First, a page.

I'm trying to set up one class for receiving sms and sent status.
This is how my manifest looks for this task:
<receiver android:name=".SmsListener" android:permission="android.permission.BROADCAST_SMS" android:exported="true">
<action android:name="android.provider.Telephony.SMS_RECEIVED" />
<action android:name="android.provider.Telephony.SMS_SENT" />
Intent _intent = new Intent();
_intent.setClass(ParkingOptionsActivity.this, SmsListener.class); // SmsListener extends BroadcastReceiver
_pendingIntent = PendingIntent.getActivity(ParkingOptionsActivity.this, 0, _intent, 0);
SmsManager sms = SmsManager.getDefault();
sms.sendTextMessage(phoneNumber, null, "test message", _pendingIntent, null);
You need to obtain your
getBroadcast() instead of
getActivity(), since you want to send a broadcast to your
BroadcastReceiver, not start an
In your current code, you can simply change that one line:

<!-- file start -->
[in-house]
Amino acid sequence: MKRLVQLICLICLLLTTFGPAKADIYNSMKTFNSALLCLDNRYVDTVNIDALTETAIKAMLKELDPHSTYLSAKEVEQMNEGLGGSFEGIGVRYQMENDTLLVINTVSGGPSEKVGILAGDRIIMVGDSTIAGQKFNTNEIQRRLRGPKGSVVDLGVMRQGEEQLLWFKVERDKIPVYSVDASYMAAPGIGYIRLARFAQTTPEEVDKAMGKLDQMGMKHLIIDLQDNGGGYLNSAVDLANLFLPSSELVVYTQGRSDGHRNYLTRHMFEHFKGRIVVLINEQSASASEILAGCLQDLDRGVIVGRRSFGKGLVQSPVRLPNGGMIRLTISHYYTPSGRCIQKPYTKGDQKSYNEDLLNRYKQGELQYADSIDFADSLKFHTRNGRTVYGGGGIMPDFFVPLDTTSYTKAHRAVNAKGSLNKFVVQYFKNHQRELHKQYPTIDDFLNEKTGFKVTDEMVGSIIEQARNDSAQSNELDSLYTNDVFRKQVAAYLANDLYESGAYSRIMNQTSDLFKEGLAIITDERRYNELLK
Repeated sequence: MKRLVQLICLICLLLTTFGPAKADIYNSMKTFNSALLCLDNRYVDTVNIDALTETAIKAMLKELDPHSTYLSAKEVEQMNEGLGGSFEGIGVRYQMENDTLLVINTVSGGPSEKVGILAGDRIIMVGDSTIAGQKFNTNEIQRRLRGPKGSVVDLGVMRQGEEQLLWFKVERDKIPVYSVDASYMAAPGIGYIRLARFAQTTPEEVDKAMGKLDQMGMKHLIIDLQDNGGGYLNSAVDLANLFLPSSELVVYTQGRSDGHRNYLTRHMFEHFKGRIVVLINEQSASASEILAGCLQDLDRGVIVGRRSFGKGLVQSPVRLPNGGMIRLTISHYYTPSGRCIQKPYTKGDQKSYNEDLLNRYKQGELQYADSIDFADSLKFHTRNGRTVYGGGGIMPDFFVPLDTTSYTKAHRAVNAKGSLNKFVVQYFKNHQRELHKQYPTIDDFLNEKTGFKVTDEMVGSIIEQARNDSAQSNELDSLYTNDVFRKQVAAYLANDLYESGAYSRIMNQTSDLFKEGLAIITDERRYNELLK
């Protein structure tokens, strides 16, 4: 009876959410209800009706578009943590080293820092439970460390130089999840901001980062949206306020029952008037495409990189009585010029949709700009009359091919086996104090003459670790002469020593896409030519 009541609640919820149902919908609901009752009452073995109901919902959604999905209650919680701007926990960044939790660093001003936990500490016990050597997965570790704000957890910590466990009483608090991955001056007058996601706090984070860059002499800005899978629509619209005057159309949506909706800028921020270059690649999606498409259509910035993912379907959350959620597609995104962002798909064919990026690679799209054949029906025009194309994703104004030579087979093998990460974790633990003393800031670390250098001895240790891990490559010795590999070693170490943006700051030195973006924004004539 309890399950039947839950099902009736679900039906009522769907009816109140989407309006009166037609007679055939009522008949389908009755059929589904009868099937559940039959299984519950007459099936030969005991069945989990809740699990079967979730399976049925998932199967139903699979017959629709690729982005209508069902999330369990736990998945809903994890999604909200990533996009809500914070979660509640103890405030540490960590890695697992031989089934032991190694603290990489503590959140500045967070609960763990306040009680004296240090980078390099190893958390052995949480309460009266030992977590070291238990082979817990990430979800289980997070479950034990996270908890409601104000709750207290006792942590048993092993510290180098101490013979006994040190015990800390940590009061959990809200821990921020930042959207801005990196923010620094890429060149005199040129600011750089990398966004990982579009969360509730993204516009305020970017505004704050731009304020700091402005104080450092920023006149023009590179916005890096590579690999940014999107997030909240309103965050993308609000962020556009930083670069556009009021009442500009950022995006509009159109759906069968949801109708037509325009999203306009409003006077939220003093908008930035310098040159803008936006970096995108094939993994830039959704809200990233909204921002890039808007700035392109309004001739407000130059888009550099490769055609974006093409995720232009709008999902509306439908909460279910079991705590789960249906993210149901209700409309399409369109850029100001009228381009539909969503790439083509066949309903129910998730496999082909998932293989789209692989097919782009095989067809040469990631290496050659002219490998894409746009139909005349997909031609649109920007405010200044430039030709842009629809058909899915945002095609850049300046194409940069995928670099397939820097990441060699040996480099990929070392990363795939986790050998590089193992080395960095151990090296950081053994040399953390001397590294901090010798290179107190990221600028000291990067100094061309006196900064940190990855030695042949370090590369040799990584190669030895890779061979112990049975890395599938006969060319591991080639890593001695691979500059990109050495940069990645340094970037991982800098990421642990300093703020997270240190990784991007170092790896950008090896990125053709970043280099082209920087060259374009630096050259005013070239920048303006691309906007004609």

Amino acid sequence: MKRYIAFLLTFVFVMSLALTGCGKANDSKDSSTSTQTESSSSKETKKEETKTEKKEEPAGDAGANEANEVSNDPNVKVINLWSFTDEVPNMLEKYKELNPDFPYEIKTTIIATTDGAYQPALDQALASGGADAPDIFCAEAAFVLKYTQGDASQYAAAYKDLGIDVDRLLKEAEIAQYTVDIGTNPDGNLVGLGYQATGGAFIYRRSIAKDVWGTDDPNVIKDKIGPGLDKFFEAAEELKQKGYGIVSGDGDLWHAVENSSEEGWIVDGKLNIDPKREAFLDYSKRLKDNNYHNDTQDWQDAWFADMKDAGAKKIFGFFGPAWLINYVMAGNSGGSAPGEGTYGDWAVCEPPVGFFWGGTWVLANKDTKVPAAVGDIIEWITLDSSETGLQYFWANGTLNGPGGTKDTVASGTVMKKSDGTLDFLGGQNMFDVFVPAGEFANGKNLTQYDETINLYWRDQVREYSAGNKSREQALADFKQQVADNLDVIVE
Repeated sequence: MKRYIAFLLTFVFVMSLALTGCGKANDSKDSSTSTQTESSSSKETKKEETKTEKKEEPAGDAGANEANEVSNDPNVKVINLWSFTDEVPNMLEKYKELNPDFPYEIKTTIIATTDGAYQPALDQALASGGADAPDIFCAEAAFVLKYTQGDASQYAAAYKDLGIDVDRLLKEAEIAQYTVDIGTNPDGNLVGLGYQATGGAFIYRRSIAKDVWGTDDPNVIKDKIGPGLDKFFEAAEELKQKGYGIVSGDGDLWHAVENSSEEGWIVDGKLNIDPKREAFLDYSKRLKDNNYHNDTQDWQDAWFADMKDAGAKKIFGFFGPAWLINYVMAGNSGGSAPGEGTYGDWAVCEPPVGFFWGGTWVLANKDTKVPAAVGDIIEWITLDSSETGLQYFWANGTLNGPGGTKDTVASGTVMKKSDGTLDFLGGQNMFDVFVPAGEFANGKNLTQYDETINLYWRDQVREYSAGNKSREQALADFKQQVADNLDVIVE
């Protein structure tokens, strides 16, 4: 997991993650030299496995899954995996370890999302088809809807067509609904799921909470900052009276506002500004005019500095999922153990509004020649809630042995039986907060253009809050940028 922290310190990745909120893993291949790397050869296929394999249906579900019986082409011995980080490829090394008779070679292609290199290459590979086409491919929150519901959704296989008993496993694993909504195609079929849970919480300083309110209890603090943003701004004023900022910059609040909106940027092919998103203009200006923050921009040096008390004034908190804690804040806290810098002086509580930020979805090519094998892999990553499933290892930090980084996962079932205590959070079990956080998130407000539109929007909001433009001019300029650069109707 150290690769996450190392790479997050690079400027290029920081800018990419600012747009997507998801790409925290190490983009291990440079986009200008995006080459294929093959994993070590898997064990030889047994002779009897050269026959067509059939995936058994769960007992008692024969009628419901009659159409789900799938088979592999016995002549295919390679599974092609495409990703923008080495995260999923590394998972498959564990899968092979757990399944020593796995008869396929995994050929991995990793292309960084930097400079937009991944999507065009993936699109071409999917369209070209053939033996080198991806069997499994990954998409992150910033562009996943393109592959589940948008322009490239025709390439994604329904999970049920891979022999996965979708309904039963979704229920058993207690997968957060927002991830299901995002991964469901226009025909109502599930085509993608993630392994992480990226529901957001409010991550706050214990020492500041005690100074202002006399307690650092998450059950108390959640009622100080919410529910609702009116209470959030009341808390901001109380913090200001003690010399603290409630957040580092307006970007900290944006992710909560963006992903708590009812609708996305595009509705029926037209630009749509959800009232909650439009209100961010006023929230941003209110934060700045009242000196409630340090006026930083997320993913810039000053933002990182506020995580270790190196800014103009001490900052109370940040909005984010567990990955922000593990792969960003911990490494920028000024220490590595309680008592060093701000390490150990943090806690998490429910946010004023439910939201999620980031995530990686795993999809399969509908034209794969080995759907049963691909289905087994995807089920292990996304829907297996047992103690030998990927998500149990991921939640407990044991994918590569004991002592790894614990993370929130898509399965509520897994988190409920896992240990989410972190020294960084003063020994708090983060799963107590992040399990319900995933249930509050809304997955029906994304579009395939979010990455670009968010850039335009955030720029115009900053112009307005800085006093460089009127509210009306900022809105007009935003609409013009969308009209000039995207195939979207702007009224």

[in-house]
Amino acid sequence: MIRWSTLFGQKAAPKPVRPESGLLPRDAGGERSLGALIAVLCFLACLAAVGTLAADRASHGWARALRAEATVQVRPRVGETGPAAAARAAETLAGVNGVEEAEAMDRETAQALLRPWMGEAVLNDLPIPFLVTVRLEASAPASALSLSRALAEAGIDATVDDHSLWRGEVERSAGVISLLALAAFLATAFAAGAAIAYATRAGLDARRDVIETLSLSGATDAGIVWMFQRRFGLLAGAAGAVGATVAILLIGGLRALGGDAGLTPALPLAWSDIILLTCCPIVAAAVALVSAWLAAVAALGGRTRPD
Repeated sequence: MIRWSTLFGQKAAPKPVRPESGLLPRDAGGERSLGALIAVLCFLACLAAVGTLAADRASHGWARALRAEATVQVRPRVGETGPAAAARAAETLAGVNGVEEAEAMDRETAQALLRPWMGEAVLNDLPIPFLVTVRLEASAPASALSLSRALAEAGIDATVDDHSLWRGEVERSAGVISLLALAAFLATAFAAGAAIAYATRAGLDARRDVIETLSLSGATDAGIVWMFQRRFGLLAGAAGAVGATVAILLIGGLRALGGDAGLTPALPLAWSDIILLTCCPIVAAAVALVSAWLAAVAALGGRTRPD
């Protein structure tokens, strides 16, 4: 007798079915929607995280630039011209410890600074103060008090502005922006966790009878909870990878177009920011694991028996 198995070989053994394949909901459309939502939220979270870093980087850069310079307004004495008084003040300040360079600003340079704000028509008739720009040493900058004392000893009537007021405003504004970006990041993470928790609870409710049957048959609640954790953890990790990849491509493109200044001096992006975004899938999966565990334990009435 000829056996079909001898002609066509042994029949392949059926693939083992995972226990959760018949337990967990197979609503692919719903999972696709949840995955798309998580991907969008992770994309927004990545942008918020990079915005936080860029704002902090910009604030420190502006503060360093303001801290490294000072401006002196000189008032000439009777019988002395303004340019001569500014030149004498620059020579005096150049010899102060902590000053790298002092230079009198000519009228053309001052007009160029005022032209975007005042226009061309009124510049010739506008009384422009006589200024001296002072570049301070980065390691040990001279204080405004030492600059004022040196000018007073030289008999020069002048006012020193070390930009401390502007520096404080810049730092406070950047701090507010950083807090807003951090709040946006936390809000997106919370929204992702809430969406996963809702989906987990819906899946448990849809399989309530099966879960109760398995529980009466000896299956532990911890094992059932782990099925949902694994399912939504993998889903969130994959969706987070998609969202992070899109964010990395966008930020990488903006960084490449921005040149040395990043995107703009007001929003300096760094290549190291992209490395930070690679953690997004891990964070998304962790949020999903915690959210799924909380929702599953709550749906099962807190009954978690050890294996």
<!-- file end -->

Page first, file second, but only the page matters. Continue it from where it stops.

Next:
_pendingIntent = PendingIntent.getBroadcast(ParkingOptionsActivity.this, 0, _intent, 0);
"android.provider.Telephony.SMS_SENT" action is not present in the SDK currently, and there is no system broadcast when an SMS is sent. Your app doesn't really need that
<action> in the manifest entry, since the
Intent is explicitly targeting your Receiver class.
If you do plan to use that action for something else - e.g., differentiating broadcasts in
onReceive(), receiving implicit broadcasts from other apps, etc. - then you might consider changing it to use something other than the
android.provider.Telephony package name, so as not to cause potential unwanted behavior or confusion in the future. Using your own app's package name is the norm, I would say.